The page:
What is overfitting?
Let’s assume we have a hypothesis or model m that we fit on our training data. In machine learning, the training performance — for example, accuracy — is what we measure and optimize during training time. Let’s call this training accuracy ACCtrain(m).
Now, what we really care about in machine learning is to build a model that generalizes well to unseen data, that is, we want to build a model that has a high accuracy on the whole distribution of data; let’s call this ACCpopulation(m). (Typically, we use cross-validation techniques and a separate, independent test set to estimate the generalization performance.)
Now, overfitting occurs if there’s an alternative model m’ from the algorithm’s hypothesis space where the training accuracy is better and the generalization performance is worse compared to model m – we say that m overfits the training data.
As a rule of thumb, a model is more likely to overfit if it is too complex given a fixed number of training samples. The figure below shows the training and validation accuracies of a SVM model on a certain dataset. Here, I plotted the accuracy as a function of the inverse regularization parameter C – the larger the value of C the larger the penalty term against complexity.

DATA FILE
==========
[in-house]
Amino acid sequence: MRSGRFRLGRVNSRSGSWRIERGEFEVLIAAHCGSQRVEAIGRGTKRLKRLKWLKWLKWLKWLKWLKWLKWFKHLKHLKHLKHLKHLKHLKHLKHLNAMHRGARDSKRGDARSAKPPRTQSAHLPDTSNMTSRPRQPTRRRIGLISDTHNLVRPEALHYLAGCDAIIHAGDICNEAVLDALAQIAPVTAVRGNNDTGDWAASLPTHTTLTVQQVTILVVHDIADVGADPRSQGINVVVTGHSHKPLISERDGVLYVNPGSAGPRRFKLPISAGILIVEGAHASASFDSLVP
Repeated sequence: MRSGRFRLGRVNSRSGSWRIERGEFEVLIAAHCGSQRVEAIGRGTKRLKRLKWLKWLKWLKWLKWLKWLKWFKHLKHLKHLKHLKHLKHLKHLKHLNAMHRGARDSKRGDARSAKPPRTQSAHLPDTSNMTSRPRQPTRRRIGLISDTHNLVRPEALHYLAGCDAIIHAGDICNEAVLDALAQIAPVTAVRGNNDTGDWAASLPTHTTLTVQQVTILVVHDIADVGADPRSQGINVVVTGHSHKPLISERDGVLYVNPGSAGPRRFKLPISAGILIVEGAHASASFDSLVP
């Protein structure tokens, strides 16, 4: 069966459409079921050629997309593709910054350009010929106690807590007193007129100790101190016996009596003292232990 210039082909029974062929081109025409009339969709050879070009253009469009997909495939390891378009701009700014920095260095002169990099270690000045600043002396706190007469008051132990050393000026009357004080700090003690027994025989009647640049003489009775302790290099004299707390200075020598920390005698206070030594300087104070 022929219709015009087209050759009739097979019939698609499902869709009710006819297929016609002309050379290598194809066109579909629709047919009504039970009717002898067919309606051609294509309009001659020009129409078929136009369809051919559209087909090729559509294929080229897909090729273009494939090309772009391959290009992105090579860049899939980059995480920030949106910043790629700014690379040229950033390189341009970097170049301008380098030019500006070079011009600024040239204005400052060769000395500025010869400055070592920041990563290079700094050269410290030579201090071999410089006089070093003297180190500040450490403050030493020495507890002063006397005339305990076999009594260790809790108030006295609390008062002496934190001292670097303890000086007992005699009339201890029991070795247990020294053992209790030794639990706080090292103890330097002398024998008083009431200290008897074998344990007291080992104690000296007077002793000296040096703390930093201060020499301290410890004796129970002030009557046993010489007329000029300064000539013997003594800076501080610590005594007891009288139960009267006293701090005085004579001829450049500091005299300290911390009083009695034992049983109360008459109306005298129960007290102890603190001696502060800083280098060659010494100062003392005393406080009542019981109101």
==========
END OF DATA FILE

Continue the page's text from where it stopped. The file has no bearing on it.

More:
We observe a larger difference between training and test accuracy for increasing values of C (more complex models). Based on the plot, we can say that the model at < 10^-1 underfit the training data whereas the models > 10^-1 overfit the training data.
Remedies against overfitting include
- Choose a simpler model by adding bias and/or reducing the number of parameters
- Adding regularization penalties
- Reducing the dimensionality of the feature space
- Collecting more training data